The Supreme Court on Friday said that fresh electoral bonds can be issued from April 1. The decision came after the Election Commission argued that it approves of the instrument since without the bonds political parties will deal in hard cash. The panel, however, said it is keen on bringing in more transparency into the transactions involving the electoral bonds.
What are electoral bonds?
Electoral Bonds are interest-free bearer instruments that are used to donate money anonymously to political parties. Introduced in the 2017 Union Budget, a bearer instrument does not carry any information about the buyer or payee, and the holder of the instrument (which is the political party) is presumed to be its owner.
The electoral bonds are sold in multiples of Rs 1,000, Rs 10,000, Rs 1 lakh, Rs 10 lakh, and Rs 1 crore, and the State Bank of India (SBI) is the only authorised bank to sell these. Donors can purchase and subsequently donate the bonds to the party of their choice. Following which the party can withdraw through its verified account within 15 days.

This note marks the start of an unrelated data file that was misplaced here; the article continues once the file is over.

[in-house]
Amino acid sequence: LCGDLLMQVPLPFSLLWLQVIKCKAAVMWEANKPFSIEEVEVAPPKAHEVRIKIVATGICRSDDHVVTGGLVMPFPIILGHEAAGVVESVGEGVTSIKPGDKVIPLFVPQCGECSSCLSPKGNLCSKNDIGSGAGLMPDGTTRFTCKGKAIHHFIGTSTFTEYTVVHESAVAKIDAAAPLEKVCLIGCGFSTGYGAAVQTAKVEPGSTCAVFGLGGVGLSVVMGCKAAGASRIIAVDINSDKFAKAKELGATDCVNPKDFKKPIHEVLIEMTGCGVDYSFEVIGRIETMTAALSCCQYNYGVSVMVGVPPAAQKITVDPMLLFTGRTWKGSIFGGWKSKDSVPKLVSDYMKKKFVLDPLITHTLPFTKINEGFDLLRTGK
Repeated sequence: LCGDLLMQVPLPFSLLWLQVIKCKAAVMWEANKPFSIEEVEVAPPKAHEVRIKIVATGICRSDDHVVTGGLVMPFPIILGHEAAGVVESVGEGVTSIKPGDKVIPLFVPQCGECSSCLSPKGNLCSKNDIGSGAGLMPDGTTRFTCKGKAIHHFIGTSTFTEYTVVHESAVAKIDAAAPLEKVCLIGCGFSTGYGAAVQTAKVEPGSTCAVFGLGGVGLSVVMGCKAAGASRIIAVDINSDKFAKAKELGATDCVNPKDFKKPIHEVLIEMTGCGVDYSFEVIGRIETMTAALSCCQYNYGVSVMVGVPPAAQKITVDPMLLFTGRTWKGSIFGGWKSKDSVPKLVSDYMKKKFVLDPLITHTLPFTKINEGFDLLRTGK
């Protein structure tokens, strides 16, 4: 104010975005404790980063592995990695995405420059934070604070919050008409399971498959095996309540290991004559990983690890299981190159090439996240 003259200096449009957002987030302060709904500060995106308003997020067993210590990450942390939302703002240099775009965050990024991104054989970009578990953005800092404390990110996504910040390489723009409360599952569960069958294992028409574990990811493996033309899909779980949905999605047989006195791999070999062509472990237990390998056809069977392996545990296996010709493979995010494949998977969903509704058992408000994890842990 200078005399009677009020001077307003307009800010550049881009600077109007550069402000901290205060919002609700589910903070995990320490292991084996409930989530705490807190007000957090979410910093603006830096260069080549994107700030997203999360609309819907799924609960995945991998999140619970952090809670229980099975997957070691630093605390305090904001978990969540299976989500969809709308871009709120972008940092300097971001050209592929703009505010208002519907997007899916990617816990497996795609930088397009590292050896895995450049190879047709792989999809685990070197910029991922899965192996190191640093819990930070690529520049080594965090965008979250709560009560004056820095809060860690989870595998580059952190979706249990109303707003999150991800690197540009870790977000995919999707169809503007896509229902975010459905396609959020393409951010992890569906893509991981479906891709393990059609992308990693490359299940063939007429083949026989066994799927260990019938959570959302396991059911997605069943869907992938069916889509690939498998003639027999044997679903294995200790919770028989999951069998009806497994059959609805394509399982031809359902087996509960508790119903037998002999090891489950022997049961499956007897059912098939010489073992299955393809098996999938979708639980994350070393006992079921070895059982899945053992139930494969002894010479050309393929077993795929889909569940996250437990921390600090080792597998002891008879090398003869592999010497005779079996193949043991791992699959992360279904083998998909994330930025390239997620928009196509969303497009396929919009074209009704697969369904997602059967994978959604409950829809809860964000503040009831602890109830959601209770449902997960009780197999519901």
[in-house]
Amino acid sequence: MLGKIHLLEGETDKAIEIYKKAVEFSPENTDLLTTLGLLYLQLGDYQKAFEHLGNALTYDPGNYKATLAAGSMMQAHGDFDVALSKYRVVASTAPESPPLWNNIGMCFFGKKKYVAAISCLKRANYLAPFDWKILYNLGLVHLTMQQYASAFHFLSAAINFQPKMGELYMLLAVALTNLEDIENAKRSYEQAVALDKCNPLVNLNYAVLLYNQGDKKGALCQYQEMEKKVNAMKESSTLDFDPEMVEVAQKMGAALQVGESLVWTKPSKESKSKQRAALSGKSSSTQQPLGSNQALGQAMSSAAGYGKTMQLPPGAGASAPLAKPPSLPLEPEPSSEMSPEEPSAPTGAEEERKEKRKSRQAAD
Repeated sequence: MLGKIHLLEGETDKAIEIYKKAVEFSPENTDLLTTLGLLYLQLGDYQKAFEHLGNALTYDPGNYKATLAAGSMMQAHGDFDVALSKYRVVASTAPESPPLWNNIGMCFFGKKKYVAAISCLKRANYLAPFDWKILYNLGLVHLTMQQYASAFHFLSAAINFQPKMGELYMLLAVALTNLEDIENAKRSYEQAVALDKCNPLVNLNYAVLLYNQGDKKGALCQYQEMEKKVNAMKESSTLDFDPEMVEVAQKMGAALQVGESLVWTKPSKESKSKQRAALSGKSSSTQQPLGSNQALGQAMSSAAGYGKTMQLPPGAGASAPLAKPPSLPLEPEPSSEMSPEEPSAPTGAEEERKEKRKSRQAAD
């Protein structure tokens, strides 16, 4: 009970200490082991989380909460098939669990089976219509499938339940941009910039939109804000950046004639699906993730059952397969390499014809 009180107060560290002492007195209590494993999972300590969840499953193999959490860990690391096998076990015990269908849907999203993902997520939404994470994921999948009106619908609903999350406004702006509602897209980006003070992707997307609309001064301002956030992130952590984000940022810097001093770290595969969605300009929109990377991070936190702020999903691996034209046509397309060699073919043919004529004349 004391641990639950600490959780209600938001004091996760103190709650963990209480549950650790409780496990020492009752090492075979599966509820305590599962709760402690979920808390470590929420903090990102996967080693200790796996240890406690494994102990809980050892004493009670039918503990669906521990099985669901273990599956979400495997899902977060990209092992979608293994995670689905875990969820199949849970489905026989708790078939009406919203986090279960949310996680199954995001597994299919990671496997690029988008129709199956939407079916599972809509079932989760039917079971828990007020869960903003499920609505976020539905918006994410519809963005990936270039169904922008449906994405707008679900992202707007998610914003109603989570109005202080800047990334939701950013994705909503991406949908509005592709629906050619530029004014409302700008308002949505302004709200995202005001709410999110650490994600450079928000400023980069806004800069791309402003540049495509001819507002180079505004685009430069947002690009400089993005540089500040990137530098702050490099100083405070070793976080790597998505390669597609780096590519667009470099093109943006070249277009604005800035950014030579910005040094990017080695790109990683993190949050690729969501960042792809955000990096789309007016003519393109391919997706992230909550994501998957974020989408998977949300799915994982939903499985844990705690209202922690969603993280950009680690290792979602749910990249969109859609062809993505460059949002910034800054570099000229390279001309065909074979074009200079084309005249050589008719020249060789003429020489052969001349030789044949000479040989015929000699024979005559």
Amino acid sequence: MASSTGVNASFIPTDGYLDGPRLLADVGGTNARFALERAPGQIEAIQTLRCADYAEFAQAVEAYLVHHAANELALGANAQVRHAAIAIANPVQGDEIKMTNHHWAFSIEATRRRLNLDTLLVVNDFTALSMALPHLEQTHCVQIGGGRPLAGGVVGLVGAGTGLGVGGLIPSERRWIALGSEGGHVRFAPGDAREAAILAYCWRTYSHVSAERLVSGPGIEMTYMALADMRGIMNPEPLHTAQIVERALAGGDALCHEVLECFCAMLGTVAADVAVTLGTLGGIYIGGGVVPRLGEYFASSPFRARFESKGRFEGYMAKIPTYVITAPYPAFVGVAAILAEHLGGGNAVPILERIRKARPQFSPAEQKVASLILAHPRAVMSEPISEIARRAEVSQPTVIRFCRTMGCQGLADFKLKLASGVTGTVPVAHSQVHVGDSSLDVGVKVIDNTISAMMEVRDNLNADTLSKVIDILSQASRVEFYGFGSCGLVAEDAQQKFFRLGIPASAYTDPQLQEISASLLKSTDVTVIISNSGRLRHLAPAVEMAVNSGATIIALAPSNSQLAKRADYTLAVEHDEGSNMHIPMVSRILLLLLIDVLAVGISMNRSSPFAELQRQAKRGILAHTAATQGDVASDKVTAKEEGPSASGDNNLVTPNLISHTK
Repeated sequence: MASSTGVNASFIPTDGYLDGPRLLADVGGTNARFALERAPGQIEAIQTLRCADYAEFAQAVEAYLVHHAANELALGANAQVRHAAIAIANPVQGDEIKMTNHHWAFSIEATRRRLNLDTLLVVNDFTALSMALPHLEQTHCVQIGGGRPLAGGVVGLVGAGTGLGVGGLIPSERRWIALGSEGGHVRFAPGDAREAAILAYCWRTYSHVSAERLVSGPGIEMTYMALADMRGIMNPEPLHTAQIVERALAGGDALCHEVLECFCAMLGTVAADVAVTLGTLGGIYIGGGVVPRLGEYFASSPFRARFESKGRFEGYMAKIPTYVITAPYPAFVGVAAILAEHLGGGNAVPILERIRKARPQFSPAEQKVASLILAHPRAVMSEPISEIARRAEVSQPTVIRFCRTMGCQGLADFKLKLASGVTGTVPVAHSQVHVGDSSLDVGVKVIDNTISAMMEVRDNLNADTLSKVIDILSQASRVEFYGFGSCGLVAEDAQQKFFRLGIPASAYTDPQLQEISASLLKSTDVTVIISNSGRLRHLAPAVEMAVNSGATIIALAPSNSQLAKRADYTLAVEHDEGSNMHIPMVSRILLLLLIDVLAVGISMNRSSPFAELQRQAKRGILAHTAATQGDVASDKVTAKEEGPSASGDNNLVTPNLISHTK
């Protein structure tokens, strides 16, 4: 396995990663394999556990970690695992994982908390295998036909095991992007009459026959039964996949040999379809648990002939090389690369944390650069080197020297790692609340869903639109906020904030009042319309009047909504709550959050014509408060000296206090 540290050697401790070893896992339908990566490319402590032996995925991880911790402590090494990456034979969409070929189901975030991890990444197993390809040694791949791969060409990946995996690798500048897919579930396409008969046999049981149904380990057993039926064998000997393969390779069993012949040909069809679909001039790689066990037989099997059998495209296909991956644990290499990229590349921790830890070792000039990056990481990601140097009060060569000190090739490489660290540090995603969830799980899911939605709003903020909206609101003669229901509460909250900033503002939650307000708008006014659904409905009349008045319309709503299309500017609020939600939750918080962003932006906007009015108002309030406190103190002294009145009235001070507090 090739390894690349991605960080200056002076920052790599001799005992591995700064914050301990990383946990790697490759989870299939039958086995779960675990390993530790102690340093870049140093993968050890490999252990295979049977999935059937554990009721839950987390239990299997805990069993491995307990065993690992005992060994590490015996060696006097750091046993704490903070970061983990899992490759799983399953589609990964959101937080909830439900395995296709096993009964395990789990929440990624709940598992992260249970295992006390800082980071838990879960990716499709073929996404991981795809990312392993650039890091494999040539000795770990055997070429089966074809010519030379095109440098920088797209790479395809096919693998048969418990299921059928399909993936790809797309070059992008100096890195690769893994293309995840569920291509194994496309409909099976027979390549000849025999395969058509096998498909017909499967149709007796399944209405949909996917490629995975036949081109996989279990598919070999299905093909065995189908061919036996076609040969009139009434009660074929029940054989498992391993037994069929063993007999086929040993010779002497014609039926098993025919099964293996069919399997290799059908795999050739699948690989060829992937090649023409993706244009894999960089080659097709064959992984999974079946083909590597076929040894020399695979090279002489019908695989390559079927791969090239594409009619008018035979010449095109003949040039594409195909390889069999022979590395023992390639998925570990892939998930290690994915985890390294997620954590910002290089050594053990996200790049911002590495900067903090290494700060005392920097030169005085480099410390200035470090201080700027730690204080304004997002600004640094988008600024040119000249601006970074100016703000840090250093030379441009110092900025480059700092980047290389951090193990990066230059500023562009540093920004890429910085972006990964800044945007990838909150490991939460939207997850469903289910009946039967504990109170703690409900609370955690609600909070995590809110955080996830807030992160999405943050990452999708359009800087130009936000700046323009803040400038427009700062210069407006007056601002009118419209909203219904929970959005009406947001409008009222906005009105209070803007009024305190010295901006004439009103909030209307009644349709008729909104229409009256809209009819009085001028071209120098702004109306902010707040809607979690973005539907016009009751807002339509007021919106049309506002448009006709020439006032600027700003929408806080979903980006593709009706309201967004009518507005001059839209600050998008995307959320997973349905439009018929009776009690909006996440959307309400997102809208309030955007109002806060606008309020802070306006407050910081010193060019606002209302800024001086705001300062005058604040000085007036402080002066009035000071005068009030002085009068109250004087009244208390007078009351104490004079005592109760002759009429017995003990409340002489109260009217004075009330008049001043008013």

However, as per rules, there is no limit on the number of bonds an individual or company can purchase for the political party. Reportedly, SBI deposits bonds that a political party hasn’t encased within 15 days into the Prime Minister’s Relief Fund.
A total of 12,924 electoral bonds worth Rs 6534.78 crore have been sold in 15 phases between March 2018 to January 2021. Then Finance Minister Arun Jaitley’s Budget speech in 2017 stated that these bonds are a way for companies to make anonymous donations.
As per the notification, individuals, groups of individuals, NGOs, religious and other trusts are permitted to donate via electoral bonds.